Ripping the Lid off Intergenerational Trauma

I’ve been thinking a lot lately about intergenerational trauma/abuse and my life. As I understand it, the basic theory of intergenerational trauma is thus:

Image found here.

In addition to patterns of behavior and socialization, scientific research is beginning to show that trauma causes changes to a person’s DNA which are passed on to later generations. Let me say that again- TRAUMA APPEARS TO ALTER THE HUMAN GENOME. This is extremely important and valuable information that may give us new ways to understand and heal such changes before they cause permanent changes to homo sapiens as a species.

My recent post about difficult experiences in my childhood has caused a lot of drama for me. It is not easy to be the secret keeper on past trauma, and this seems to have caused a shame spiral for my parents, especially my mother. I can understand feelings of shame, exposure, fear of judgement, maybe even violation. However, what I feel like the subtext of such conversations is, “these things are secrets, and are not to be spoken of.” I cannot accept this. Keeping such things buried inside is what causes mental health issues like those I have, and a lot worse. I believe that dragging these things out into the light and looking at them in all their horrific detail allows intergenerational wounds to heal with the hope of stopping the perpetuation of the trauma and the poor patterns it creates. It’s not easy being the catalyst for such a thing. I fear that I may lose my mother in the process, but I hope to God I am wrong.

I am no mental health expert, but here’s what I think/theorize about my own life: my mother was the subject of mental and physical abuse from her father. The details of this are not mine to share. I wonder if this set in motion the cycle.

I believe that abuse triggers a lot of poor parenting decision. I don’t believe these decisions aremade out of malice, but are the result of maladaptive behaviors and habits from the abuse suffered, and a lack of knowledge of better options. Being treated in such a way as a child has to give a person fairly low self-worth/esteem. Anyone with half a brain knows that decisions made from that place are a disaster. I would guess that it made her extremely guarded and prone to lashing out as a protective mechanism. I would think it gives one a shorter temper and makes it more difficult to deal with stress.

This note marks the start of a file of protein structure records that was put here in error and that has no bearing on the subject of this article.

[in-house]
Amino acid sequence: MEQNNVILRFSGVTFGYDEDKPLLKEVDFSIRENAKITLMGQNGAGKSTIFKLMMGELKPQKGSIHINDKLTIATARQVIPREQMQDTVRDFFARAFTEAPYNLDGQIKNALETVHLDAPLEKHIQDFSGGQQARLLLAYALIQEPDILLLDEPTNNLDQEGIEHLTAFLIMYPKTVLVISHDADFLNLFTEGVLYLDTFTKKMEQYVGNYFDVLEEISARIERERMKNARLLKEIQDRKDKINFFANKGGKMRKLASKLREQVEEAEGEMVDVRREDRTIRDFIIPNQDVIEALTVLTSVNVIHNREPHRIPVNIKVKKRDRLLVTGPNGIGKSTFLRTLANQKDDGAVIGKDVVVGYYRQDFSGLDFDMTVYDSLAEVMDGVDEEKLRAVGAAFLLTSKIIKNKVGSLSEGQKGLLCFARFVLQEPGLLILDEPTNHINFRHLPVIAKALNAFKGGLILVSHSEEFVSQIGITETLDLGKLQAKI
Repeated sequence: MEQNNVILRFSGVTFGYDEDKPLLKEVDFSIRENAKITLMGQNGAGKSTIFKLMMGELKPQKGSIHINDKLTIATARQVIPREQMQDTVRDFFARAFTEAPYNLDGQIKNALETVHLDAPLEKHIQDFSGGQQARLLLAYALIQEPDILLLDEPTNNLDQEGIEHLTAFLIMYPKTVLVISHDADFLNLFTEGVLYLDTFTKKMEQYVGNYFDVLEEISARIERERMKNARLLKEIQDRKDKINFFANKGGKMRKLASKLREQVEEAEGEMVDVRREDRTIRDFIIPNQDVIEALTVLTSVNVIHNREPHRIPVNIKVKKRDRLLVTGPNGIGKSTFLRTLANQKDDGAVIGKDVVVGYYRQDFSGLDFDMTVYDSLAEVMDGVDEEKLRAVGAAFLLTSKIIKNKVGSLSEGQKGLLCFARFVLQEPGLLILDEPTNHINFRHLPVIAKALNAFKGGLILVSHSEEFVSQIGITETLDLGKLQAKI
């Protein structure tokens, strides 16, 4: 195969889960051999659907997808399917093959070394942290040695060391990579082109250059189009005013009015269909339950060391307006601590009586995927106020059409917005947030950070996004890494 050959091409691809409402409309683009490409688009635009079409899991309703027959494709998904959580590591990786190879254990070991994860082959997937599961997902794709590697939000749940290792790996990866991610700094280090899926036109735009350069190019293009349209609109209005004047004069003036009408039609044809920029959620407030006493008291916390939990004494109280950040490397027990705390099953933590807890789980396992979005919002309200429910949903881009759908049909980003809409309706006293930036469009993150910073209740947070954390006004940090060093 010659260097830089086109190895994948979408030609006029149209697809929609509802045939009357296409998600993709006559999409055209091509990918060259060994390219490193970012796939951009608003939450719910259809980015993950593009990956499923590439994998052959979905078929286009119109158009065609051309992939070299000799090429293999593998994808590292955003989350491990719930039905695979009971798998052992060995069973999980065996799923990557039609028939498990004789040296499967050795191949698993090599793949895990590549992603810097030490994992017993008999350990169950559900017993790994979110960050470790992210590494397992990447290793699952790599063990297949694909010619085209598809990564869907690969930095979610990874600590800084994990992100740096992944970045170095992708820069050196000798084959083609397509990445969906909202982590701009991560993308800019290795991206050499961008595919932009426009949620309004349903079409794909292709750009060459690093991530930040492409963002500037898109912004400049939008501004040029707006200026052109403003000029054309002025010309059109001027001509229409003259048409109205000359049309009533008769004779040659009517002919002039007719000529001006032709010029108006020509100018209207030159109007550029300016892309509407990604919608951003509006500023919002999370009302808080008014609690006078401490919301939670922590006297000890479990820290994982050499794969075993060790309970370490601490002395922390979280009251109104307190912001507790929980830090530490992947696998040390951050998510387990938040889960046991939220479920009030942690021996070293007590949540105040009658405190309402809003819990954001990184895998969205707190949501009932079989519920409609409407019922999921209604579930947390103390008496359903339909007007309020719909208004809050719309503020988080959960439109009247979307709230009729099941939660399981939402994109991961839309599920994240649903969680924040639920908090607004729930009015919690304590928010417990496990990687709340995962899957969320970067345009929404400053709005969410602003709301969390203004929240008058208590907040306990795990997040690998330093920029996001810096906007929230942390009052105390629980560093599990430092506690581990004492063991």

As a cis-het woman, I wonder if this led her to get into and stay in abusive relationships with men who were way beneath her and mistreated her and her children. This is not meant to be shaming or blaming her for anything that happened. A person makes decisions based on what information and background programming she has. Understanding the roots and unconscious biases and motivations helps contextualize what otherwise seems awful or irresponsible at first blush.

I believe I may be part three of this intergenerational cycle of trauma. Why do I think this? Let’s take a look at the basics of my backstory:

  • I was not abused in the way my mother was, but I have a small number of important ACES.
  • I was the victim of severe childhood bullying over about 3-4 years. Mostly due to my weight and appearance. I deal with significant self-image issues from this to this day.
  • I was fat and awkward and didn’t bloom until late, and did not have any romantic contact with men until I was 20.
  • My first dating experiences were weird and exploitative.
  • My first husband was emotionally immature and sexually stunted. He also came from a history of abuse and alcoholism in his family. Communication was poor between us and we didn’t know it, and didn’t have role models from either of our parents on how to do any better. We fought all the time and were terrible to each other. Our sexual issues (he didn’t want me) caused me to endure extreme body shame and worthlessness. I was sad and depressed most of the time. I was diagnosed with GAD during this time. I mostly felt sexually and emotionally starved, and desperately lonely.